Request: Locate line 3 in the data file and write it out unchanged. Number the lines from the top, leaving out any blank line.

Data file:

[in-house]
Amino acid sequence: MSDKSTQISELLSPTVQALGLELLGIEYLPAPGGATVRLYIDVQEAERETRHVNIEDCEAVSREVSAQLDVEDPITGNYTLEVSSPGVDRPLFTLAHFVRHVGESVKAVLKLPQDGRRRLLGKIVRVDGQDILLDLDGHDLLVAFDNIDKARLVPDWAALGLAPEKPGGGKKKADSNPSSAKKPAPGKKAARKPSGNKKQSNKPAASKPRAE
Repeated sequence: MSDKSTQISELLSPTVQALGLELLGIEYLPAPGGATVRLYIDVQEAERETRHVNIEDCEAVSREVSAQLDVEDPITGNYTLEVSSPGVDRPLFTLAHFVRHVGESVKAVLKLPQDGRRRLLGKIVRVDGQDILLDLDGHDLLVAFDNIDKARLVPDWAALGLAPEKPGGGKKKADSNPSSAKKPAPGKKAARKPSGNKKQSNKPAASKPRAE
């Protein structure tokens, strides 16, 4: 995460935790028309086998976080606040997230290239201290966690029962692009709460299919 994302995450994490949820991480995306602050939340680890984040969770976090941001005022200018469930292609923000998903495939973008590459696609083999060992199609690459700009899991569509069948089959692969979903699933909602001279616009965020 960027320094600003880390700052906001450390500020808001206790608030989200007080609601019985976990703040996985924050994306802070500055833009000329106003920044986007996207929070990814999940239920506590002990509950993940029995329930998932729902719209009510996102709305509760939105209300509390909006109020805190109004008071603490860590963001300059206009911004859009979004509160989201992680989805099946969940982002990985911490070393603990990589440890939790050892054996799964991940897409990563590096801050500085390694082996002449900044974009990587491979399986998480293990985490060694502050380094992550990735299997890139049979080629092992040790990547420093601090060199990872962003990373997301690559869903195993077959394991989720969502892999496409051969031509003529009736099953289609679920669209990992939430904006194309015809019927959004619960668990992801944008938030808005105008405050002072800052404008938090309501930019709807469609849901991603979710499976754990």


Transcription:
Repeated sequence: MSDKSTQISELLSPTVQALGLELLGIEYLPAPGGATVRLYIDVQEAERETRHVNIEDCEAVSREVSAQLDVEDPITGNYTLEVSSPGVDRPLFTLAHFVRHVGESVKAVLKLPQDGRRRLLGKIVRVDGQDILLDLDGHDLLVAFDNIDKARLVPDWAALGLAPEKPGGGKKKADSNPSSAKKPAPGKKAARKPSGNKKQSNKPAASKPRAE